New Posts  All Forums:Forum Nav:


post #1 of 7
Thread Starter 

Been looking at this since the weekend, much needed rain is coming up. The question is, will it track to dump much needed rain to help fill the pond.  


post #2 of 7

I worry about family in Charleston where things tend to flood.



Which pond, Jack?

post #3 of 7

I'm much more concerned about the damage a hurricane will do tracing right up our coast like that. This storm track, where it looks to maintain Category 3 up through  Florida and Category 2 all the way up past Virginia... this could be devastating. 


Also, keep in mind what happened the last time a strong tropical system traced its way across northern New England. Doesn't really matter if all the snowmaking ponds in Vermont are full if Routes 4, 7, and 100 are destroyed, and Waterbury is underwater again. 


Let's keep some perspective. This isn't just a rain event we're looking at. We're looking at the potential for massive destruction and some serious loss of life. I, for one, have relatives living in the storm track, and I'm very concerned. 


Skiing can wait. 

post #4 of 7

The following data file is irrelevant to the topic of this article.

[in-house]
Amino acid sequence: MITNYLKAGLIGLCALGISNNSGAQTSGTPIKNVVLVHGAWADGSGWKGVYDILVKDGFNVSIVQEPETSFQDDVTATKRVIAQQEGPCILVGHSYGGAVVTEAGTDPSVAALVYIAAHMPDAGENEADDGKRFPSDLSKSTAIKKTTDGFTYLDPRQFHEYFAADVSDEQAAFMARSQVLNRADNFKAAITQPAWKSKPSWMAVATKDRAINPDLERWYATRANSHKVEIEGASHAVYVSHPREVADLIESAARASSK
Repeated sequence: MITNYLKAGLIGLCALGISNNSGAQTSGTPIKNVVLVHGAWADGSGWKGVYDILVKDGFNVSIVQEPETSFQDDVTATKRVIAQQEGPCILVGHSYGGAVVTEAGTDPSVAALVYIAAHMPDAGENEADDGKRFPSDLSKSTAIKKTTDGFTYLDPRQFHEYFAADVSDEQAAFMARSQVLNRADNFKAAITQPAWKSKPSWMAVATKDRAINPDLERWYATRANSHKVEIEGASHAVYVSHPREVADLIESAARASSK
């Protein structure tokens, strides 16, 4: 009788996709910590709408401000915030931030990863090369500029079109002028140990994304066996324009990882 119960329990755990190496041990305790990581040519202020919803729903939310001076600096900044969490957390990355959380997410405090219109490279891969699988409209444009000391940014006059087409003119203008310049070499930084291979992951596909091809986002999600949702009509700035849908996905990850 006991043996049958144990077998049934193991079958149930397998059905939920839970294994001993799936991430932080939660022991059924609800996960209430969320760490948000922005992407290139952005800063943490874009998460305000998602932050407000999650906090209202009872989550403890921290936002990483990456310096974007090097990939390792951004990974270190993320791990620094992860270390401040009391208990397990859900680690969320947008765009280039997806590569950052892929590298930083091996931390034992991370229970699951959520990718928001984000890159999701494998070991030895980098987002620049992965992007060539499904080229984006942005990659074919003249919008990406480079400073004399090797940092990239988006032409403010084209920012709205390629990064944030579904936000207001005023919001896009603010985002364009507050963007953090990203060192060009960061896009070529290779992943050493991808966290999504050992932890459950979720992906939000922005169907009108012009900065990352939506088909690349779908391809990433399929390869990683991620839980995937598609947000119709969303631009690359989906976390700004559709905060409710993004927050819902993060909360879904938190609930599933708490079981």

Thread Starter 

hmm.... maybe I should have said mucho rain!


I lived in NE most of my life and learn to expect hurricanes around this time of the season, some make it up this far north . My ex grew up in LA before the south was built up, they have learned to cope.


I'm not making light of this, storms right up the coast do much damage given how much recent economic development has occurred. Certain sectors in the east cost are in drought, I am trying to be optimistic and would hope the storm track would go out east but NE would get the back lash and fill the water pond for snow making in the coming months. Having said all that, the east coast have been in the track of major storms in the past and that is likely not going to change. Recently, some states have not have a hurricane hit their land in a decade, they should feel fortunate. 


Edited by jack97 - 10/4/16 at 12:19pm
post #5 of 7

My daughter and family, living in Charleston SC, have to evacuate.  They will be leaving home tonight around 3:00 am, heading inland to Asheville, NC .  The roads are already clogged.

This ain't gonna be pretty.

post #6 of 7

LiquidFeet, I'm with you on this one. Our daughter and her family are right on Murrells Inlet, just south of Myrtle Beach. Their place is at an elevation of about 5'. They are under mandatory evacuation beginning 3:00 PM tomorrow, and they are heading inland. The long time locals are saying this is shaping up like a big storm back in 1952. There might be a building boom coming up on the East Coast.


Being currently in the Southwest OR I am keeping an eye on the earthquake that is being 'forecast' to occur thus week. This could be a very a very tough week on this country.

post #7 of 7
Thread Starter 

Previous to remote sensing (satellites) and better forecasting, people along the coast had very little time or no time for evacuation,


I feel bad for Haiti, tent cities abound, shelters are low on fresh water. 

New Posts  All Forums:Forum Nav:
  Return Home
  Back to Forum: General Skiing Discussion